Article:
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AWADmail Issue 571

A Weekly Compendium of Feedback on the Words in A.Word.A.Day and Tidbits about Words and Language

Sponsor's message: Calling all Capitalists... introducing our completely original, fun and funny money game, ONEUPMANSHIP -- which the literate and lucky Email of the Week winner Gary Mason (see below) will get hot off the presses. And as a sort of "insider deal", we're offering first dibs on the first edition of this soon-to-be classic for 50% OFF to all AWADers, THIS WEEK ONLY.

From: Anu Garg (words at wordsmith.org)
Subject: Interesting stories from the net

The French Protect Their Language Like the British Protect Their Currency
The Guardian

Auf Wiedersehen to Germany's Longest Word
The Independent

Maps That Show How Americans Speak English Totally Differently From Each Other
Business Insider

French Kiss Smooches Its Way Into Dictionary
The Guardian

Grammar Lessons With Food

From: Jackie Burns (jackie.burns frontier.com)
Subject: Re: A.Word.A.Day--calyculus

I immediately thought of calyx when reading about this word. This botany term refers to all of the sepals of a flower, which often form a cup-like structure. No doubt this is from the same root.

Jackie Burns, Aurora, West Virginia

From: Nicholas Apostolakis (nikos udel.edu)
Subject: Re: A.Word.A.Day--theocrasy

I had to go to the Third International Webster's Dictionary to find the word theocrasy since I could not find it in my desk copy of Webster's New Collegiate Dictionary. I thought it was a misspelling for the much more common theocracy, but of course I was wrong.

Nicholas Apostolakis, Wilmington, Delaware

From: Peirce Hammond (peirce_hammond ed.gov)
Subject: theocrazy

I know last week's contest is over, but you have provided the basis for another entry:
A mixture of deities or religious forms:

Peirce Hammond, Bethesda, Maryland

From: Suzi Clark (suzicb btinternet.com)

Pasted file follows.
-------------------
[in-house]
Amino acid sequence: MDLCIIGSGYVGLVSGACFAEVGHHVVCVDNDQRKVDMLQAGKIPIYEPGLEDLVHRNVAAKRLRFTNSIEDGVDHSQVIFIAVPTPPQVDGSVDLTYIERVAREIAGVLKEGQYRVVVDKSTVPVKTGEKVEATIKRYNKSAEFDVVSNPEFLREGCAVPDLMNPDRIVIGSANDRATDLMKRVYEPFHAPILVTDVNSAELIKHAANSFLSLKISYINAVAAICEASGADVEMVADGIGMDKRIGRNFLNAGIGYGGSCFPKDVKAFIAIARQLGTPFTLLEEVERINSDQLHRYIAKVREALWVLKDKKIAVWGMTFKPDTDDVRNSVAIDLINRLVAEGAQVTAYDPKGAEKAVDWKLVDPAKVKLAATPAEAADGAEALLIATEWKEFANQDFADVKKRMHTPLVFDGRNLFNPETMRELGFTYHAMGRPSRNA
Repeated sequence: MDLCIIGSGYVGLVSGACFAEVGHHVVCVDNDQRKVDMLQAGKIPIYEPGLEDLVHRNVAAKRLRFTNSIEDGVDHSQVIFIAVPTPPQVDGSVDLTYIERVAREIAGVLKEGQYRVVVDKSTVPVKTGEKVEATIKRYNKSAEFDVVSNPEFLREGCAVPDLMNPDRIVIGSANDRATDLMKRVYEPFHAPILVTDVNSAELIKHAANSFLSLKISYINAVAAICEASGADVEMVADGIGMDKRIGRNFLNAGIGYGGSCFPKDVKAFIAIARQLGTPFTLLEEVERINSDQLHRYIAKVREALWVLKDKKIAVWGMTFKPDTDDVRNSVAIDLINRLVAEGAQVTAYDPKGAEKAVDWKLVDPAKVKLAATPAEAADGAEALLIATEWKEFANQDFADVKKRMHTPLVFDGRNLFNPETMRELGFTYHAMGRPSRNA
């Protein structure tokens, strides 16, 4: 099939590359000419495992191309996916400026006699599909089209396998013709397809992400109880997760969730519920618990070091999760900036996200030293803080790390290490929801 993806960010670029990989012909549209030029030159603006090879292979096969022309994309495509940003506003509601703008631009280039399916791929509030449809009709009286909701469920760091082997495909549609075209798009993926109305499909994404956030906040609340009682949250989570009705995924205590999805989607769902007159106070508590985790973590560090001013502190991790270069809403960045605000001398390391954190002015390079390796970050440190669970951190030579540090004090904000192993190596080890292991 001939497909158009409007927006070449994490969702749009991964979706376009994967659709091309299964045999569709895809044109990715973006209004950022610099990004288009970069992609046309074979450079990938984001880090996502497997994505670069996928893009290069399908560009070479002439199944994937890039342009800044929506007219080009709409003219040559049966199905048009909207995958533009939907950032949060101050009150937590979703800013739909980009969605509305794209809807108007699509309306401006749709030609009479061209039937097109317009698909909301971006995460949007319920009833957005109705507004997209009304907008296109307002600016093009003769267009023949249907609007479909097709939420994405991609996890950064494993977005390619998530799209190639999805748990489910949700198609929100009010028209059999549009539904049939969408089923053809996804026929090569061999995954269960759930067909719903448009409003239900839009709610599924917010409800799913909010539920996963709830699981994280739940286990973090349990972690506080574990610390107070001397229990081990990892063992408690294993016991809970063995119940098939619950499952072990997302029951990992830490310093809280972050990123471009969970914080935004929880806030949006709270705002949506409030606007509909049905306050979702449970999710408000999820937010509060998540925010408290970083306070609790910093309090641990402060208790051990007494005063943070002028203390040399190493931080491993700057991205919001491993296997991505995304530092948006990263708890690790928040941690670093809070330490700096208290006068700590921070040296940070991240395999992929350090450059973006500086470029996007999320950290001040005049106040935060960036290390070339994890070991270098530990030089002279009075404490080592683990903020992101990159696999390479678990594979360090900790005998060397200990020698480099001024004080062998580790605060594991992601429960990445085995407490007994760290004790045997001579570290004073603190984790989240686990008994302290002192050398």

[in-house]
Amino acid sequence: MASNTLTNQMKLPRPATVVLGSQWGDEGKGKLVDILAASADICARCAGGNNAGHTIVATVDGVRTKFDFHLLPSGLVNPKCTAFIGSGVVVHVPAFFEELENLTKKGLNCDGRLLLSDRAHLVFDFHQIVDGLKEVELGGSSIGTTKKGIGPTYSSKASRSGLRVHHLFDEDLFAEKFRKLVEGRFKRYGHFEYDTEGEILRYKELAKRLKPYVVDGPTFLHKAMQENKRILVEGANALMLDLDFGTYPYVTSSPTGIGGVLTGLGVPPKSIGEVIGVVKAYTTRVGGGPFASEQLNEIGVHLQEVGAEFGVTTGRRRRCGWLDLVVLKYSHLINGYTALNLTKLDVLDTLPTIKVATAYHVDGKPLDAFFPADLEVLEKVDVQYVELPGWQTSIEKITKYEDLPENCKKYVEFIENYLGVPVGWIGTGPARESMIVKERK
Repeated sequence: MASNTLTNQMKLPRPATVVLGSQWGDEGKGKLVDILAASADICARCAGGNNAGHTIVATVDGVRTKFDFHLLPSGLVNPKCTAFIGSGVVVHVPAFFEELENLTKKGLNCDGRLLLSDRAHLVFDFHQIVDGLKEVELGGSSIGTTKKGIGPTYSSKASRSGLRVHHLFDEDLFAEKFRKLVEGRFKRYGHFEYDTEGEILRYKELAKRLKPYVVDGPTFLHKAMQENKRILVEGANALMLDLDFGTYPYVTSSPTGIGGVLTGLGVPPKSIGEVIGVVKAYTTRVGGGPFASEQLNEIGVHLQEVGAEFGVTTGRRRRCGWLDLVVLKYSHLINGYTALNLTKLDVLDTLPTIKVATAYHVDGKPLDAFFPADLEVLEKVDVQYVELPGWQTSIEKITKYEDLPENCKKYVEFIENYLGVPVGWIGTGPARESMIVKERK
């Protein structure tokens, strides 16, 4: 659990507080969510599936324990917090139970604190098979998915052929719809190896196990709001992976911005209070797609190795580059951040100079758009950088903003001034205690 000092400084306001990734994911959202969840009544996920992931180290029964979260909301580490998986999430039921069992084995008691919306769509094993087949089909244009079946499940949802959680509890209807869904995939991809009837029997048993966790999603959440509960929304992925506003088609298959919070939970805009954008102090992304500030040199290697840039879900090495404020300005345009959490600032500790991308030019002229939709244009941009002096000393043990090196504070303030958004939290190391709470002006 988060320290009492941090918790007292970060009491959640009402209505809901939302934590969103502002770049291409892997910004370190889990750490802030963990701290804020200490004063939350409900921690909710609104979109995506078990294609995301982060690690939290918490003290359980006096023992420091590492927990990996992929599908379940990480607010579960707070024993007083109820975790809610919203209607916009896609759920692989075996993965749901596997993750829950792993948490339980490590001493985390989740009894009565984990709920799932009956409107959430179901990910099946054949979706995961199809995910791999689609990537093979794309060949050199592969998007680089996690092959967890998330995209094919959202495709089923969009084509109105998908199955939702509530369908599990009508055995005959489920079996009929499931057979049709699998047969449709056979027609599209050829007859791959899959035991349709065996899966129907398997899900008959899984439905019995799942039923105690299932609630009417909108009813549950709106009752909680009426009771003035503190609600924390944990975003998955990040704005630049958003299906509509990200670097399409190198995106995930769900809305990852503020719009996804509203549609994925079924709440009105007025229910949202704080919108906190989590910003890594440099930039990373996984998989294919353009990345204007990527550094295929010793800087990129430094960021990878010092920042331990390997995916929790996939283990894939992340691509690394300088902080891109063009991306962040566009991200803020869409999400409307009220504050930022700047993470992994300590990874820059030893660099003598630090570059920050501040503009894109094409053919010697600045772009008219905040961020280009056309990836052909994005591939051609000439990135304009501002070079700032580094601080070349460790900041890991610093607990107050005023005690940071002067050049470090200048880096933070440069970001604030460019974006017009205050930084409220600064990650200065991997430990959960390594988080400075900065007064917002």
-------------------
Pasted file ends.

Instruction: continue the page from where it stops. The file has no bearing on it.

Subject: agrement

Thank you so much for including agrément in the A.Word.A.Day. I live near the British Board of Agrément and for years the signpost has annoyed me because I assumed it was a typo! Thanks for putting me out of my misery and for frequently making my day with your definitions and pithy nuggets of philosophy!

Suzi Clark, St Albans, UK

Email of the Week (Introducing ONEUPMANSHIP - "Playing mind (and money) games is wicked fun."

From: Gary Mason (gmason ntlworld.com)
Subject: Agrement

Not far from here, there are signposts pointing to The British Board of Agrément. For years, I ignored my curiosity and assumed that it was some fancy word for "aggregate"* as there are a lot of gravel pits in the area. And then, my son obtained an internship with them. They are "the UK's major authority offering approval and certification services to manufacturers and installers supplying the construction industry." *OED = 5. Building. Gravel, sand, slag or the like added to a binding agent to form concrete, macadam, etc.

Gary Mason, St Albans, UK

From: Irving Freeman (freemans iafrica.com)
Subject: Re: A.Word.A.Day--agrement

Agrement is used extensively in engineering technical areas for formal specifications, e.g. strength of concrete mixtures, etc., building-type specs and many others, at least in South Africa.

Irving Freeman, Cape Town, South Africa

From: Paul Castaldi (pcastal enter.net)
Subject: Sore Looser?

Based on extensive observation, I submit that the most misspelled English word on the Internet is "lose".

This simple word is frequently misspelled "loose". Perhaps the confusion arises because the "o" is pronounced with a long /u/ sound.

Even though I've seen this error thousands of times, I'm still surprised that such a short and straightforward word is so often spelled wrong.

Paul Castaldi, Havertown, Pennsylvania

From: Vaughn Hathaway (pastorvonh bellsouth.net)
Subject: Re: AWADmail Issue 570

50 years ago, a fellow US Air Force airman took a space-available embassy aircraft trip around the world. We all thought he was crazy; but he pulled it off without a missed step. On his return to Japan, where we were stationed at the time, he regaled us with stories of his experiences. One episode was an encounter with four travellers in a restaurant in Athens. English was not the native language of any of the four (but of our friend). Nevertheless, the language with which the five conversed was that language (English) that then had become the lingua franca.

The diversity of the internationalities who submitted responses to this contest is amazing and the apparent depth of their knowledge of English would seem to indicate that English is for the present still the language of the world. I wonder how long it will retain that rank.

Thanks for enriching our lives.

Vaughn Hathaway, Charlotte, North Carolina

From: Margret De Oliveira Castro (mdeoc hotmail.com)
Subject: spelling bees

Spelling bees in English can be a nightmare, but they are also a nightmare in French. Since 1985, Bernard Pivot, a member of the Goncourt Academy, organizes a yearly national spelling championship in France, with great success. Spelling in the French language can be as tricky as in English.

Margret De Oliveira Castro, Geneva, Switzerland

Dictionary: Spell binder. -Joseph F. Morris

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